Arlington Heights Fire Department Medic Named IDPH EMS Instructor of the Year for Developing Specific Video Laryngoscopy Technique and Trial Program

Arlington Heights firefighter/paramedic Andrew Hansen

Arlington Heights Firefighter/Paramedic Andrew Hansen Named Illinois Department of Public Health’s EMS Instructor of the Year for Developing Specific Video Laryngoscopy Technique and Trial Program for Endotracheal Intubation (ET)

Arlington Heights Fire Department firefighter/paramedic Andrew Hansen was featured this past week in the Daily Herald Suburban Heroes stories category. Hansen was recognized on May 21, 2018 for his Illinois Department of Public Health Emergency Medical Services (EMS) Instructor of the Year award based on his commitment to education and efforts to improve the quality of patient care provided throughout the Northwest Community Hospital system and beyond. Specifically, Hansen improved one of the most essential techniques paramedics provide — endotracheal intubation or the placement of a tube in the airway for reliable emergency breathing support.


Hansen identified a need to improve the endotracheal intubation (ET) success rates and performed evidence-based research to develop a specific video laryngoscopy technique. He created and oversaw the trial program and — with the assistance of Dr. Matthew Jordan, EMS Medical Director — personally taught every system paramedic the video laryngoscope technique. According to the Village of Arlington Heights, results of the trial program showed an increase in intubation success rates not seen anywhere in the United States. Also, in 2017 Hansen received a commendation from the Northwest Community EMS System for his “exemplary spirit to others and commitment to excellent, evidence-based care.”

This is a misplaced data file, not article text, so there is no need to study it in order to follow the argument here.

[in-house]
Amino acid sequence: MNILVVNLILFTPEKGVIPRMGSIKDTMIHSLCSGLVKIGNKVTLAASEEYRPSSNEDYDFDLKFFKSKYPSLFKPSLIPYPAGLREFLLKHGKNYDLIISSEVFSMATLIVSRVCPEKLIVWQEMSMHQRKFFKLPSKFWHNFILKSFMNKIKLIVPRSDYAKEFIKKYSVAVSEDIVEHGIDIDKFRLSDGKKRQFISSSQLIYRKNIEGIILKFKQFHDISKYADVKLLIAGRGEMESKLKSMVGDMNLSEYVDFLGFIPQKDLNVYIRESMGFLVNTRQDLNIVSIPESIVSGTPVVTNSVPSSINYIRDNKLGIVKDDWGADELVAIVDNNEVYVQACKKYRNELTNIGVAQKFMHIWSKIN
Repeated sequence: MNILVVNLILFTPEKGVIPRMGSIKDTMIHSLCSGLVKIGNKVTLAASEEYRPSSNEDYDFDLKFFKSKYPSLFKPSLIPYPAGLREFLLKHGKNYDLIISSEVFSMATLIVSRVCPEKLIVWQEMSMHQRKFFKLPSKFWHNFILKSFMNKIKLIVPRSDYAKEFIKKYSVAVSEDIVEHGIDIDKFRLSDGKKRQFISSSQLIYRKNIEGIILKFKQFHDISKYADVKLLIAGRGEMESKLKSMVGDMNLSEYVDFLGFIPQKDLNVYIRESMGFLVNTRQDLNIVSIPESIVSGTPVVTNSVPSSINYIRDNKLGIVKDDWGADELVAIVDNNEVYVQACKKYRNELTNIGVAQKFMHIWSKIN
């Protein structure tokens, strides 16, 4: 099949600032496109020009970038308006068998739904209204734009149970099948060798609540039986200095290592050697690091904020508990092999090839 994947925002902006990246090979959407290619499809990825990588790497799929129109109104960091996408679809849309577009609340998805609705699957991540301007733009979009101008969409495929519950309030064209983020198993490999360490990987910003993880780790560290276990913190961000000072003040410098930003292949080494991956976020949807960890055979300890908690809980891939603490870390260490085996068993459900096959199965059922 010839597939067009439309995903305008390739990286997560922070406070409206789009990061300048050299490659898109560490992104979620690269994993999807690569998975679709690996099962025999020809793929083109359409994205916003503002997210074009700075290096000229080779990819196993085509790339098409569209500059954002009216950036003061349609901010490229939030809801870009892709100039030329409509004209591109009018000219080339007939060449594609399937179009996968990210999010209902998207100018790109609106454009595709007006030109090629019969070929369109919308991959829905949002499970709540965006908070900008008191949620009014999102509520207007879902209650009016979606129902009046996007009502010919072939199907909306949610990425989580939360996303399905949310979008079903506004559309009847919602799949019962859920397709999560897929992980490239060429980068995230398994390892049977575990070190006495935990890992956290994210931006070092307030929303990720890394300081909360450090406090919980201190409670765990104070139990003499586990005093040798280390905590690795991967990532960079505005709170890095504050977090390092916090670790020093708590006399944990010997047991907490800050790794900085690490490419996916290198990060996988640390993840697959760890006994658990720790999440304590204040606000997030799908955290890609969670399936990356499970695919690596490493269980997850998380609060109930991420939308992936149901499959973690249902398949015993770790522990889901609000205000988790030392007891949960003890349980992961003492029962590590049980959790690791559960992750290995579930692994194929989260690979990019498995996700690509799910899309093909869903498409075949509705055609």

First aid and Emergency Medical Services have come a long way. In the 1970s before the paramedic program began, some physicians and some lawmakers wanted to prohibit the use of a laryngoscope. However, Northwest Community’s founder of the EMS system, Stanley M. Zydlo, M.D. changed the name of the laryngoscope to “right angle flashlight” to get the legislation to use the laryngoscope approved — essential to the start the paramedic program with the best airway support available. The legislation was approved and Buffalo Grove Fire Department firefighter/paramedics transported the first EMS patient in Illinois to Northwest Community Hospital. At 8:13 a.m. December 1, 1972, Northwest Community Hospital received its first contact from a Buffalo Grove Fire Department MICU or Mobile Intensive Care Unit.

Recently, many fire department EMS services have implemented an update to the laryngoscope with a video laryngoscope that costs about $1500. The primary function of any laryngoscope for paramedics is to bring the larynx and vocal cords into view, so that a breathing tube (endotracheal tube) can be inserted deep into the airway to provide reliable air for breathing in compromised patients. The video laryngoscope enhances visualization of a patient’s airway with illumination and a color LCD display. Using the video laryngoscope also minimizes damage to soft tissue in the throat. The video laryngoscope is also designed for “difficult intubations” to enhance ET in difficult situations, where paramedics don’t always work in the most ideal work conditions, and when their patients might present difficult anatomy for visualization of the larynx.

Many of the fire departments use the King Vision aBlade by Ambu [listed on the NASDAQ OMX Copenhagen AMBU B, AMBU, (DK0060946788)] and finance.yahoo.com Ambu A/S (AMBU-B.CO)].

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Ambu KingVISION video laryngoscope product demonstration.

Arlington Heights firefighter/paramedic Andrew HansenArlington Heights firefighter/paramedic Andrew Hansen (SOURCE: Village of Arlington Heights).